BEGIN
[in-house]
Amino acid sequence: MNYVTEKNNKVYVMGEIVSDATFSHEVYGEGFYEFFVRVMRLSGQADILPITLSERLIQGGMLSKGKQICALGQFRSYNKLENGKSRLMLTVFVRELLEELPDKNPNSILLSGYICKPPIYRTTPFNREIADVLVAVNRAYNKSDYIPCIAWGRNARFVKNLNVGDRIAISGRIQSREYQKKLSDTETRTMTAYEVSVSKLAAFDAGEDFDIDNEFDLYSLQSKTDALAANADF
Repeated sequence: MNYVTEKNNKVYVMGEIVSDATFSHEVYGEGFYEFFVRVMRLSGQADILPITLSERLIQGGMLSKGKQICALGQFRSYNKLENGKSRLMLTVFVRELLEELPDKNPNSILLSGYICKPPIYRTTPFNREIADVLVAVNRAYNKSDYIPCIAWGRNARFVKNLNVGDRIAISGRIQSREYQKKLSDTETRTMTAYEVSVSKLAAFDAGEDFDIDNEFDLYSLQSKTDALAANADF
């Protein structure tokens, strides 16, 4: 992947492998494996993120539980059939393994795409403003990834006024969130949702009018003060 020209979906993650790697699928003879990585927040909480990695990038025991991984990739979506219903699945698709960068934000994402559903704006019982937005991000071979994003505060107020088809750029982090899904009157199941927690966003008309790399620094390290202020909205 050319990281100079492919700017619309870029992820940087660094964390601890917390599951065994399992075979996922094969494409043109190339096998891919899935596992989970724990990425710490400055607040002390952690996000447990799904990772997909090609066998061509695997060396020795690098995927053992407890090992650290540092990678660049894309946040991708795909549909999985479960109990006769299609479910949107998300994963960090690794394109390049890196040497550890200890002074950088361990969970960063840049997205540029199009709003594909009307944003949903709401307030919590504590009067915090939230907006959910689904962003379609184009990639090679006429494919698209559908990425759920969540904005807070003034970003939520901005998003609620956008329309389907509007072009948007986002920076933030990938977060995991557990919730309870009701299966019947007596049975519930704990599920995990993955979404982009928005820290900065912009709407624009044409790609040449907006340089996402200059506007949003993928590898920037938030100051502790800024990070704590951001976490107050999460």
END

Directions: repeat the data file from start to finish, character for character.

[in-house]
Amino acid sequence: MNYVTEKNNKVYVMGEIVSDATFSHEVYGEGFYEFFVRVMRLSGQADILPITLSERLIQGGMLSKGKQICALGQFRSYNKLENGKSRLMLTVFVRELLEELPDKNPNSILLSGYICKPPIYRTTPFNREIADVLVAVNRAYNKSDYIPCIAWGRNARFVKNLNVGDRIAISGRIQSREYQKKLSDTETRTMTAYEVSVSKLAAFDAGEDFDIDNEFDLYSLQSKTDALAANADF
Repeated sequence: MNYVTEKNNKVYVMGEIVSDATFSHEVYGEGFYEFFVRVMRLSGQADILPITLSERLIQGGMLSKGKQICALGQFRSYNKLENGKSRLMLTVFVRELLEELPDKNPNSILLSGYICKPPIYRTTPFNREIADVLVAVNRAYNKSDYIPCIAWGRNARFVKNLNVGDRIAISGRIQSREYQKKLSDTETRTMTAYEVSVSKLAAFDAGEDFDIDNEFDLYSLQSKTDALAANADF
């Protein structure tokens, strides 16, 4: 992947492998494996993120539980059939393994795409403003990834006024969130949702009018003060 020209979906993650790697699928003879990585927040909480990695990038025991991984990739979506219903699945698709960068934000994402559903704006019982937005991000071979994003505060107020088809750029982090899904009157199941927690966003008309790399620094390290202020909205 050319990281100079492919700017619309870029992820940087660094964390601890917390599951065994399992075979996922094969494409043109190339096998891919899935596992989970724990990425710490400055607040002390952690996000447990799904990772997909090609066998061509695997060396020795690098995927053992407890090992650290540092990678660049894309946040991708795909549909999985479960109990006769299609479910949107998300994963960090690794394109390049890196040497550890200890002074950088361990969970960063840049997205540029199009709003594909009307944003949903709401307030919590504590009067915090939230907006959910689904962003379609184009990639090679006429494919698209559908990425759920969540904005807070003034970003939520901005998003609620956008329309389907509007072009948007986002920076933030990938977060995991557990919730309870009701299966019947007596049975519930704990599920995990993955979404982009928005820290900065912009709407624009044409790609040449907006340089996402200059506007949003993928590898920037938030100051502790800024990070704590951001976490107050999460």